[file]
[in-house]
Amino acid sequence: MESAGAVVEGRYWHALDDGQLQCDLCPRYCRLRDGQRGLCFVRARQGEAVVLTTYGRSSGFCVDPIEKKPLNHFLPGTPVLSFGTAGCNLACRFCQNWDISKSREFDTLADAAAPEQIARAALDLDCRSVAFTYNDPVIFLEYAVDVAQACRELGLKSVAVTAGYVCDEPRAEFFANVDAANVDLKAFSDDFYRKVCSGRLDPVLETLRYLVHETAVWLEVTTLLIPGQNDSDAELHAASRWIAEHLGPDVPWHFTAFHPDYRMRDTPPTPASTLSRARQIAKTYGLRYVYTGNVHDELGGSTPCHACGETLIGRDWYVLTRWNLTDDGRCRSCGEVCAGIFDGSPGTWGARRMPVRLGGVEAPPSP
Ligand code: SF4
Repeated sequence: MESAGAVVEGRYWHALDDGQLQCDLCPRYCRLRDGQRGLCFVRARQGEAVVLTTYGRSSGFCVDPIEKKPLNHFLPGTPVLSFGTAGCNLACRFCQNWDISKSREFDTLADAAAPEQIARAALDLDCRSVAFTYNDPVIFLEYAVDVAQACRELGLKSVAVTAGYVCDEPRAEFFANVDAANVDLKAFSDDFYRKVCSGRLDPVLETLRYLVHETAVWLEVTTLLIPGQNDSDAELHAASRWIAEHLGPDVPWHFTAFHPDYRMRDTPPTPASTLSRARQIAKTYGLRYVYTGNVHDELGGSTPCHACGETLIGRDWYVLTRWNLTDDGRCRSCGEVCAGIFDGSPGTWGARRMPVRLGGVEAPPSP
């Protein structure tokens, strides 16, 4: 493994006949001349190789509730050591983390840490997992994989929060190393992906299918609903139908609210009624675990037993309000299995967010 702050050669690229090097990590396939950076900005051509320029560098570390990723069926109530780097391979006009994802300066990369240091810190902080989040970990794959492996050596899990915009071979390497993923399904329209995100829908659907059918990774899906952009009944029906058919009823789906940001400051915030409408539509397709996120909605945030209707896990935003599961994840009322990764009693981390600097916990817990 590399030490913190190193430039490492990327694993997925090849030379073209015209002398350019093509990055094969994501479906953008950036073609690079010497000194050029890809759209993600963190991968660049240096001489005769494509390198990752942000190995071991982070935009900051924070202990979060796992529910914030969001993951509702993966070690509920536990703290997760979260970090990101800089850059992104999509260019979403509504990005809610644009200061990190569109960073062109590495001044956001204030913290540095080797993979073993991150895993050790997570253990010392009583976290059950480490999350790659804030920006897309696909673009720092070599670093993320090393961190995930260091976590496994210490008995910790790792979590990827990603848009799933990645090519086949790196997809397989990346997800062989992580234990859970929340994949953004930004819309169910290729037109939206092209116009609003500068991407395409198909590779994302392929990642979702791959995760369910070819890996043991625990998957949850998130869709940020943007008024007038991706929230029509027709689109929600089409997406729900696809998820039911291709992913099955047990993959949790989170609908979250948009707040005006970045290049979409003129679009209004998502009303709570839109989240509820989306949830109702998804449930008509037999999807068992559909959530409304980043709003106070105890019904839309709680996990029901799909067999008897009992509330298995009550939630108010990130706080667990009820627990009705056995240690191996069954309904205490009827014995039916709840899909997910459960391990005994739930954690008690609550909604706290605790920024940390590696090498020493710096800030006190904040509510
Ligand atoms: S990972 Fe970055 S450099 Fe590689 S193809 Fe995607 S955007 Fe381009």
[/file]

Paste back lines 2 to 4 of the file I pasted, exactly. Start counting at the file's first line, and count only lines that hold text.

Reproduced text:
Amino acid sequence: MESAGAVVEGRYWHALDDGQLQCDLCPRYCRLRDGQRGLCFVRARQGEAVVLTTYGRSSGFCVDPIEKKPLNHFLPGTPVLSFGTAGCNLACRFCQNWDISKSREFDTLADAAAPEQIARAALDLDCRSVAFTYNDPVIFLEYAVDVAQACRELGLKSVAVTAGYVCDEPRAEFFANVDAANVDLKAFSDDFYRKVCSGRLDPVLETLRYLVHETAVWLEVTTLLIPGQNDSDAELHAASRWIAEHLGPDVPWHFTAFHPDYRMRDTPPTPASTLSRARQIAKTYGLRYVYTGNVHDELGGSTPCHACGETLIGRDWYVLTRWNLTDDGRCRSCGEVCAGIFDGSPGTWGARRMPVRLGGVEAPPSP
Ligand code: SF4
Repeated sequence: MESAGAVVEGRYWHALDDGQLQCDLCPRYCRLRDGQRGLCFVRARQGEAVVLTTYGRSSGFCVDPIEKKPLNHFLPGTPVLSFGTAGCNLACRFCQNWDISKSREFDTLADAAAPEQIARAALDLDCRSVAFTYNDPVIFLEYAVDVAQACRELGLKSVAVTAGYVCDEPRAEFFANVDAANVDLKAFSDDFYRKVCSGRLDPVLETLRYLVHETAVWLEVTTLLIPGQNDSDAELHAASRWIAEHLGPDVPWHFTAFHPDYRMRDTPPTPASTLSRARQIAKTYGLRYVYTGNVHDELGGSTPCHACGETLIGRDWYVLTRWNLTDDGRCRSCGEVCAGIFDGSPGTWGARRMPVRLGGVEAPPSP